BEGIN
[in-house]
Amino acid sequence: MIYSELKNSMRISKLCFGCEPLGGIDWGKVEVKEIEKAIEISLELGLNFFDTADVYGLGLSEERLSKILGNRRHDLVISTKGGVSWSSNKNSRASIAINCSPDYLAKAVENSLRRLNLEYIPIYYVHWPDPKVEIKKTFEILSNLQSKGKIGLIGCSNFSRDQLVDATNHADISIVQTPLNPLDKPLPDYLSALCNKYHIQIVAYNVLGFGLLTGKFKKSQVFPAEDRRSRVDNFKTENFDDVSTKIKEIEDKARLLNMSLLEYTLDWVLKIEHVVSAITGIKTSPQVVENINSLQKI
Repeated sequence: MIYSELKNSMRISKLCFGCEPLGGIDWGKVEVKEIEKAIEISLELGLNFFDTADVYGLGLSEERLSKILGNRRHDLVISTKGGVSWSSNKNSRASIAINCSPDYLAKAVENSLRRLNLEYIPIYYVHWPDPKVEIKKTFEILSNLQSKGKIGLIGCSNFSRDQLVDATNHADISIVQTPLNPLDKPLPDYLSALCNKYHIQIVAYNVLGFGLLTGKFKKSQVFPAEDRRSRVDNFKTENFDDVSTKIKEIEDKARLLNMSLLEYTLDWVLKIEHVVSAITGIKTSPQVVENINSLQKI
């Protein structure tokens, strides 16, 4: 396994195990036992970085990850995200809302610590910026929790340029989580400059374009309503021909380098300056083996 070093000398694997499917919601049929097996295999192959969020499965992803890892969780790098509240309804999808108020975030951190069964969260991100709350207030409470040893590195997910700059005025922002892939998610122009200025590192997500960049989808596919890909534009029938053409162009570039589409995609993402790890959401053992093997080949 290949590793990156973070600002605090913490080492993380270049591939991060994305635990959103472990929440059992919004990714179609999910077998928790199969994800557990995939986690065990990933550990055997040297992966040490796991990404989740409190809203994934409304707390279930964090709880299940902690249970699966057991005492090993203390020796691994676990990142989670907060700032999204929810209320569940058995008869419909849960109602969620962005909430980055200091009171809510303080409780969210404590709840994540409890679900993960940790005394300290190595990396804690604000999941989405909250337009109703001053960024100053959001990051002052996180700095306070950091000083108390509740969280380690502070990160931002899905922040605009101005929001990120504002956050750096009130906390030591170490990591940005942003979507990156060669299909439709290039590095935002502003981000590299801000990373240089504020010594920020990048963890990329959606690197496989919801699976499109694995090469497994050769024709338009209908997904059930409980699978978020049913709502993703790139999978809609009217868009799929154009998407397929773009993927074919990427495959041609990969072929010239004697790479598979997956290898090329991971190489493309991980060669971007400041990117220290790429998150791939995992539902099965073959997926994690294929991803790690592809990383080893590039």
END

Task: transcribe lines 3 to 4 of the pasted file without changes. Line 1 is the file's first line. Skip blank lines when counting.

Repeated sequence: MIYSELKNSMRISKLCFGCEPLGGIDWGKVEVKEIEKAIEISLELGLNFFDTADVYGLGLSEERLSKILGNRRHDLVISTKGGVSWSSNKNSRASIAINCSPDYLAKAVENSLRRLNLEYIPIYYVHWPDPKVEIKKTFEILSNLQSKGKIGLIGCSNFSRDQLVDATNHADISIVQTPLNPLDKPLPDYLSALCNKYHIQIVAYNVLGFGLLTGKFKKSQVFPAEDRRSRVDNFKTENFDDVSTKIKEIEDKARLLNMSLLEYTLDWVLKIEHVVSAITGIKTSPQVVENINSLQKI
């Protein structure tokens, strides 16, 4: 396994195990036992970085990850995200809302610590910026929790340029989580400059374009309503021909380098300056083996 070093000398694997499917919601049929097996295999192959969020499965992803890892969780790098509240309804999808108020975030951190069964969260991100709350207030409470040893590195997910700059005025922002892939998610122009200025590192997500960049989808596919890909534009029938053409162009570039589409995609993402790890959401053992093997080949 290949590793990156973070600002605090913490080492993380270049591939991060994305635990959103472990929440059992919004990714179609999910077998928790199969994800557990995939986690065990990933550990055997040297992966040490796991990404989740409190809203994934409304707390279930964090709880299940902690249970699966057991005492090993203390020796691994676990990142989670907060700032999204929810209320569940058995008869419909849960109602969620962005909430980055200091009171809510303080409780969210404590709840994540409890679900993960940790005394300290190595990396804690604000999941989405909250337009109703001053960024100053959001990051002052996180700095306070950091000083108390509740969280380690502070990160931002899905922040605009101005929001990120504002956050750096009130906390030591170490990591940005942003979507990156060669299909439709290039590095935002502003981000590299801000990373240089504020010594920020990048963890990329959606690197496989919801699976499109694995090469497994050769024709338009209908997904059930409980699978978020049913709502993703790139999978809609009217868009799929154009998407397929773009993927074919990427495959041609990969072929010239004697790479598979997956290898090329991971190489493309991980060669971007400041990117220290790429998150791939995992539902099965073959997926994690294929991803790690592809990383080893590039």